Someone recently asked me, “If we got married in California, but move to Colorado and want to get divorced, which law will have jurisdiction, Colorado law or California law?”
In 90% of divorce cases I see, the issue of where to get divorced does not come up. However, on occasion, the question does arise, and it’s usually a matter of one person thinking they can get a better divorce outcome in one state over another.
In Which State Should We Get Divorced?
I once worked with a client who had questions about whether she should get divorced in Arkansas (where her husband had filed) or in Colorado (where they had moved).
She was sued for divorce in Arkansas, but she preferred to get divorced in Colorado UNLESS she would be treated more favorably in Arkansas. I told her that, because I don’t know the nuances of Arkansas divorce law, and since there was a reasonable question as to where the couple should get divorced, she should hire an Arkansas attorney so we could figure out which state’s divorce laws would be more favorable to her.
She went ahead and did just that. We discovered that Colorado law was more favorable, so she fought the case in Arkansas to try and file in Colorado. In this case, she succeeded.
Determining Factors in Deciding Where to Get Divorced
As a general rule, the determining factors that decide where you should get divorced are threefold:
- Where you live,
- Where the property is, and
- Where the kids are.
There is a specific statutory provision especially as it relates to kids: if two states have jurisdiction over the kids, then the two judges (one from each state) are supposed to get on the phone and discuss the case. Together, they will consider which jurisdiction has the most relevant information about the kids.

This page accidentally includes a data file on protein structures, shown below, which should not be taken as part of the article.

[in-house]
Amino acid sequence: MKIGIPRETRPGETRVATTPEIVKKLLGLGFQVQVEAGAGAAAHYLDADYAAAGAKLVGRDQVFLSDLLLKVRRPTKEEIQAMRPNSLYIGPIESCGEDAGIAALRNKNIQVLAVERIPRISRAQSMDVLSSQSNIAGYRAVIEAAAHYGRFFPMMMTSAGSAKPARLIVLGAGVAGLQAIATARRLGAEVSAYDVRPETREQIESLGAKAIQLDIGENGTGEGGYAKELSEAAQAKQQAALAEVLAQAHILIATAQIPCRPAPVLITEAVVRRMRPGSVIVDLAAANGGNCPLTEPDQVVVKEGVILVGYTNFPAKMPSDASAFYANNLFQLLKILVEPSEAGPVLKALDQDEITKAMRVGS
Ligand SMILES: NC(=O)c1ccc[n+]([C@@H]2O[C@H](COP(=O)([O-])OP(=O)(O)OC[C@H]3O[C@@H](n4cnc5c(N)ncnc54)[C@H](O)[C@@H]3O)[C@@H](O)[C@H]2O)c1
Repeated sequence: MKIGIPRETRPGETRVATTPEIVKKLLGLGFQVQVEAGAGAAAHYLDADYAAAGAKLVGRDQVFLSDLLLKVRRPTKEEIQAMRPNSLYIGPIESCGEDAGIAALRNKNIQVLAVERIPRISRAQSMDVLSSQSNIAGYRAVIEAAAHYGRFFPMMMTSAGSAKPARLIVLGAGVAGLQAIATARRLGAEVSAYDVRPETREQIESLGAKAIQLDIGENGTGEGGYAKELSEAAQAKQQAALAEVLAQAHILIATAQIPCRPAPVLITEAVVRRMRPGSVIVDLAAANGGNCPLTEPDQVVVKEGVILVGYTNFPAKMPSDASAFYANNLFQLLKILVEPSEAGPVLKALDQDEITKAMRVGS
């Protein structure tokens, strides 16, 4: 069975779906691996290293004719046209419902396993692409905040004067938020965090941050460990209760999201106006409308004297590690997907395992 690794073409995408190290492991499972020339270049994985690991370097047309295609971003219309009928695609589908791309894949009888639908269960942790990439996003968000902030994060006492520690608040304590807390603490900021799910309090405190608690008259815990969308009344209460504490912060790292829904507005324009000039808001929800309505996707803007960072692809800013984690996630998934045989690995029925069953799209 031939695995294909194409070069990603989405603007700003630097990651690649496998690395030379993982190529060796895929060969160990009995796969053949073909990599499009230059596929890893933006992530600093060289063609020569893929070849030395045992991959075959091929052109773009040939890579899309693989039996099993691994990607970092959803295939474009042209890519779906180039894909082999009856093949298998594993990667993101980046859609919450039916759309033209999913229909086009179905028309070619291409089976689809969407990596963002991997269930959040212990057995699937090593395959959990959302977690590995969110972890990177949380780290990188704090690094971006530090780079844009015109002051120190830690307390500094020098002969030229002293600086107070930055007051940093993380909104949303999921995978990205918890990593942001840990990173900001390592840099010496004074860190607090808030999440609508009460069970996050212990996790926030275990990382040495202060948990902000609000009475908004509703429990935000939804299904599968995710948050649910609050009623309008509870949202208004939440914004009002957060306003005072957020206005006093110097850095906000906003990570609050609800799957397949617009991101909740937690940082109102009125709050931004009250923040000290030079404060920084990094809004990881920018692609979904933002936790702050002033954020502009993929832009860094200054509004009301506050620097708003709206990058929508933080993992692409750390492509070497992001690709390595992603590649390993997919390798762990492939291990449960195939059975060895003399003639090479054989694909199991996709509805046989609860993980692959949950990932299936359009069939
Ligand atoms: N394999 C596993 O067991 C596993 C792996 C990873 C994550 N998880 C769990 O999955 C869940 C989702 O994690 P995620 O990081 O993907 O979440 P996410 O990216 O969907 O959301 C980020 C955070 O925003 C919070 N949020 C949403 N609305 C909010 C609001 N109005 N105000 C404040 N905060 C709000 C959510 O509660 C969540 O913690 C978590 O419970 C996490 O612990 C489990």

In Colorado (and in all states that have adopted the Uniform Child Custody Jurisdiction Enforcement Act, or UCCJEA), in order for a state to be considered a “home state,” the kids have to have lived there for at least six months. On occasion, you have kids who have lived six months in Colorado, and their lives have been firmly established here: they go to school here, all their dentists/doctors/tutors are here, etc.
In that situation, if the parties cannot decide which jurisdiction has the most relevant information, the Judges in the two jurisdictions will speak on the phone and decide which jurisdiction should hear the case.
Most likely, the Colorado judge will say something like, “Gee, everything that’s happened in the kids’ lives for the last six months is in Colorado. Doesn’t it make more sense to keep the case here?” Theoretically the other judge would agree, and they will decide that Colorado has jurisdiction over the divorce case.
The judges will decide the forum that is most convenient for the family, and makes the most sense.
If you are trying to decide where to file for divorce, or whether to fight a divorce suit that has been filed in another state, these are all things to take into consideration. Call our office at 303-449-1873 to set up a complimentary consultation.